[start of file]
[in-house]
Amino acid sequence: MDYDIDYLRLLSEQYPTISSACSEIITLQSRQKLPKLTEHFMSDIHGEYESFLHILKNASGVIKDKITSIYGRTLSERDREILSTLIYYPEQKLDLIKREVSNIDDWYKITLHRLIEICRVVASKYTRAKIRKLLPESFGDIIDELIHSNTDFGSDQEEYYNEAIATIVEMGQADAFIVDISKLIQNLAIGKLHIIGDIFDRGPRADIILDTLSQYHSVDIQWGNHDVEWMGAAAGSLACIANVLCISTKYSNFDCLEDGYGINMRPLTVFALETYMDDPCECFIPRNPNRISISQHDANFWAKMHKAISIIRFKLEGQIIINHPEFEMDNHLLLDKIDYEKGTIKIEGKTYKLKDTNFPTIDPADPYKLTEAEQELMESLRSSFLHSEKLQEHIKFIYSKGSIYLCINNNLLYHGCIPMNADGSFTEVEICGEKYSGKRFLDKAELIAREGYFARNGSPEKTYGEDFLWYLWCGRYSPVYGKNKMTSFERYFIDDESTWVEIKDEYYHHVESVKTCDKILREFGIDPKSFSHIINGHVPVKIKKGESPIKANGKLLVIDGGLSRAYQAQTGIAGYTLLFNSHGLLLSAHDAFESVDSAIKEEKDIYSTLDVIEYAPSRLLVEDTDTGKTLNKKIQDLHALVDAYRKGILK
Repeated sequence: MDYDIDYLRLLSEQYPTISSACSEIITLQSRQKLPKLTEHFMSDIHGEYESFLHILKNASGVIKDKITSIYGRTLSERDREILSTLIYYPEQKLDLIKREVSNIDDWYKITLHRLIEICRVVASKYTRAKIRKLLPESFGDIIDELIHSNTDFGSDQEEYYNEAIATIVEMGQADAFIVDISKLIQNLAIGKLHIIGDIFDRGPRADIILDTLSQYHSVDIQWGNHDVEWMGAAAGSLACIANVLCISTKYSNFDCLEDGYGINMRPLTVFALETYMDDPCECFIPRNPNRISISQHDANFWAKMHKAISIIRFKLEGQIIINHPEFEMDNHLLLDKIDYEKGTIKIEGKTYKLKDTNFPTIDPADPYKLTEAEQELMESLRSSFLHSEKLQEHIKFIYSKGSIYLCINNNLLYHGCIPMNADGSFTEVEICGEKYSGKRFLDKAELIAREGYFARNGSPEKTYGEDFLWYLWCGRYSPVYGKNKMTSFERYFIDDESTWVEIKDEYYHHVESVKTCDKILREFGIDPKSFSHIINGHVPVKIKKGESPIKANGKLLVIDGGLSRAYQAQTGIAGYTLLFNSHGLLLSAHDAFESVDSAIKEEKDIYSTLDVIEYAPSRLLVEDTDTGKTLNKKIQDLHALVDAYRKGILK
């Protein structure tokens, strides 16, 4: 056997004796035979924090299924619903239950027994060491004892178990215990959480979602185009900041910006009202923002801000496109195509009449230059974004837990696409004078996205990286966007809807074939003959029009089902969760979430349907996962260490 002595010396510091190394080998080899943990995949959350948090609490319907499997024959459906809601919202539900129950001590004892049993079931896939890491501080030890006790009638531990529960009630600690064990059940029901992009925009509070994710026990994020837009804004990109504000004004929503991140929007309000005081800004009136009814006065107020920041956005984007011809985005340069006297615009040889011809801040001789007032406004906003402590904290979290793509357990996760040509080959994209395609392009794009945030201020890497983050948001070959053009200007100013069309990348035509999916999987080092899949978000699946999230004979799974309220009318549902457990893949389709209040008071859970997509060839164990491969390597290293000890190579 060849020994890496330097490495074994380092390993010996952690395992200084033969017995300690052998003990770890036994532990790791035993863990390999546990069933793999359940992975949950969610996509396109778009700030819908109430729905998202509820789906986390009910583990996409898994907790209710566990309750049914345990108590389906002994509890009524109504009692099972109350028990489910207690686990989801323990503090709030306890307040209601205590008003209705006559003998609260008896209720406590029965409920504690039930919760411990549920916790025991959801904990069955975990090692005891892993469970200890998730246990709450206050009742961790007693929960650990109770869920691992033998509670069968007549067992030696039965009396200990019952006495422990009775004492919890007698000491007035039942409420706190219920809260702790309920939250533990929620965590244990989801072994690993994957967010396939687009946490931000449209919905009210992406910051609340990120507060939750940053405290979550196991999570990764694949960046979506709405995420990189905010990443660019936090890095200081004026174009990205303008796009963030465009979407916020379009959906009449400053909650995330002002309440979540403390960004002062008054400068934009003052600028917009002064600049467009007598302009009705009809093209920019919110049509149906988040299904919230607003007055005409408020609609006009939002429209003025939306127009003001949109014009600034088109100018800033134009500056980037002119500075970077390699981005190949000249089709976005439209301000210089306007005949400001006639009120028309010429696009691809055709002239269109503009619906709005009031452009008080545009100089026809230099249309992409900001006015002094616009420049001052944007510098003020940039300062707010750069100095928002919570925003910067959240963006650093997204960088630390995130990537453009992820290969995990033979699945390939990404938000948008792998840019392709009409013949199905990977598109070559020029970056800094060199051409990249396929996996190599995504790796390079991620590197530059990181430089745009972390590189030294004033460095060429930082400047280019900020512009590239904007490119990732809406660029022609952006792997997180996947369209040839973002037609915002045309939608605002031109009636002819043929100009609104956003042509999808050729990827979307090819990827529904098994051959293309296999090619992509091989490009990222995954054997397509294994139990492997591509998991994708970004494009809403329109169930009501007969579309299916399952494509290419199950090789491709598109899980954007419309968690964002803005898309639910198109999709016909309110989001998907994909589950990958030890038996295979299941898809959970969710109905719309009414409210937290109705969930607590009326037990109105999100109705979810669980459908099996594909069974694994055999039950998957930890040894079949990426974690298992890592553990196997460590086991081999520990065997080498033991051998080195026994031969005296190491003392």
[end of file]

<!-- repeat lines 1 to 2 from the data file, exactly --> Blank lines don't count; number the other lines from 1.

[in-house]
Amino acid sequence: MDYDIDYLRLLSEQYPTISSACSEIITLQSRQKLPKLTEHFMSDIHGEYESFLHILKNASGVIKDKITSIYGRTLSERDREILSTLIYYPEQKLDLIKREVSNIDDWYKITLHRLIEICRVVASKYTRAKIRKLLPESFGDIIDELIHSNTDFGSDQEEYYNEAIATIVEMGQADAFIVDISKLIQNLAIGKLHIIGDIFDRGPRADIILDTLSQYHSVDIQWGNHDVEWMGAAAGSLACIANVLCISTKYSNFDCLEDGYGINMRPLTVFALETYMDDPCECFIPRNPNRISISQHDANFWAKMHKAISIIRFKLEGQIIINHPEFEMDNHLLLDKIDYEKGTIKIEGKTYKLKDTNFPTIDPADPYKLTEAEQELMESLRSSFLHSEKLQEHIKFIYSKGSIYLCINNNLLYHGCIPMNADGSFTEVEICGEKYSGKRFLDKAELIAREGYFARNGSPEKTYGEDFLWYLWCGRYSPVYGKNKMTSFERYFIDDESTWVEIKDEYYHHVESVKTCDKILREFGIDPKSFSHIINGHVPVKIKKGESPIKANGKLLVIDGGLSRAYQAQTGIAGYTLLFNSHGLLLSAHDAFESVDSAIKEEKDIYSTLDVIEYAPSRLLVEDTDTGKTLNKKIQDLHALVDAYRKGILK